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Old 14th December 2010, 01:06 PM   #1
AndrewT is offline AndrewT  Scotland
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Default transformer primary winding turns

Hi,
is there a method to test a transformer primary to ensure it has sufficient turns to match the supply voltage and supply frequency?
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Old 14th December 2010, 02:10 PM   #2
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Insufficient turns will cause saturation of the core at higher loads, so you could look at the current with a scope and increase load step by step. The wire diameter will also be a factor, i.e. you may not get core saturation but you may get copper loss.
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Old 14th December 2010, 05:48 PM   #3
DF96 is offline DF96  England
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Bear in mind that some cheaper transformers may be on the verge of core saturation when used off-load at their rated voltage and frequency anyway. Saturation reduces as the secondary load is increased.
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Old 14th December 2010, 06:15 PM   #4
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The way to tell is to bring up the voltage slowly with a Variac while measuring primary current. If the current curve starts to go up steeply, you are hitting core saturation.

To make sure, keep raising the voltage until you get the sudden rise; that will tell you the highest safe primary voltage. If you want to allow safety for a different power line frequency, scale the voltage accordingly; for 50 Hz operation only operate at 5/6 the voltage that is safe for 60 Hz.

The way power lines have been going up through the years, I'd make sure all was well at least up to 130 V input on a USA power line.
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Old 15th December 2010, 07:31 AM   #5
Elvee is offline Elvee  Belgium
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The no-load primary current is a good indicator: depending on the construction quality and VA rating, it can range between 1% of the nominal current for a large (~500VA) transformer to tens of % for a small one (some VAs).
You can make two measurement: one at the mains voltage, and the other at Vmains + 5 or 10%.
If the current increase is approximately proportional, this means the core is far from saturation. If the current shows a marked increase, this means the primary is under dimensioned.
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Old 15th December 2010, 01:38 PM   #6
AndrewT is offline AndrewT  Scotland
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Hi all,
thanks for the suggestions.

To clarify one point.

Measuring the Primary current with the secondary open circuit. Is that the same as measuring the primary current with the secondary removed?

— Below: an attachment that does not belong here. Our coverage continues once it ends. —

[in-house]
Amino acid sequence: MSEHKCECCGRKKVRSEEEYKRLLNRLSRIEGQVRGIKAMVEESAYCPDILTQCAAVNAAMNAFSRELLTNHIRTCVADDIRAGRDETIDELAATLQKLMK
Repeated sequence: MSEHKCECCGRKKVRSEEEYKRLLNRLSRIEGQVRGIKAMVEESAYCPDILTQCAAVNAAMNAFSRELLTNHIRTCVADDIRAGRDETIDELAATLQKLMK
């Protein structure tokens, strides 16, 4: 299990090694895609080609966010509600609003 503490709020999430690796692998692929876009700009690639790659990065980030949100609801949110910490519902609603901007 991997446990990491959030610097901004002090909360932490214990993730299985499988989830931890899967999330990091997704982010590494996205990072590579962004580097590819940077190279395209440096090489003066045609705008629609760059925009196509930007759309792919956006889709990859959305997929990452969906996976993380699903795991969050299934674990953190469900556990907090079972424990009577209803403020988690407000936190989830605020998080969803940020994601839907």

I can use my Variac for applying test primary voltages.

Since my normal mains voltage range is 226Vac to 254Vac, do I check to 254Vac+5%? i.e. 267Vac.
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Old 15th December 2010, 02:45 PM   #7
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Saturation in a transformer is independent of the load current. In other words, the flux density is a function of the applied voltage, but not load current. So it will be the same with the secondary open or with it removed entirely.

Due to core tolerances and other factors, I would recommend the transformer be designed to support at least 120% of the maximum voltage you expect to see. In this specific case that is 305 volts.
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Old 15th December 2010, 02:52 PM   #8
AndrewT is offline AndrewT  Scotland
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Quote:
Originally Posted by sawreyrw View Post
Due to core tolerances and other factors, I would recommend the transformer be designed to support at least 120% of the maximum voltage you expect to see. In this specific case that is 305 volts.
I like the idea of individually set Factors of Safety (FoS), but a random FoS=1.2 for a transformer is probably never achieved for a commercially available 220/240 or 230Vac transformer for domestic use.
I guess and it's only a guess that every 220Vac, or 230Vac, or 240Vac transformer I have, will show the saturation knee well before 305Vac is reached.
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Old 15th December 2010, 03:04 PM   #9
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I agreee that 20% is pretty conservative. In addition to core tolerances, you also have to consider what happens to the peak flux density the core can handle at increased temperature.
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Old 15th December 2010, 03:19 PM   #10
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[QUOTE=AndrewT;2399427]I like the idea of individually set Factors of Safety (FoS), but a random FoS=1.2 for a transformer is probably never achieved for a commercially available 220/240 or 230Vac transformer for domestic use.

Not quite so Andrew.
I wind power supply transformers with a maximum of 1,2 T at 230 Vac. Mostly not over 1 T.
So there is headroom, and also the transformer will not get hot, and have low strayfields.
As I use c-cores exclusively, I apply a very small airgap to prevent the core from appproaching saturation caused by DC like line pollution, which seems to be pretty common these days. I also apply an electrostatic shield (copper foil) between primary and secondary windings.
A good quality power supply transformer is the basis for a good amplifier.
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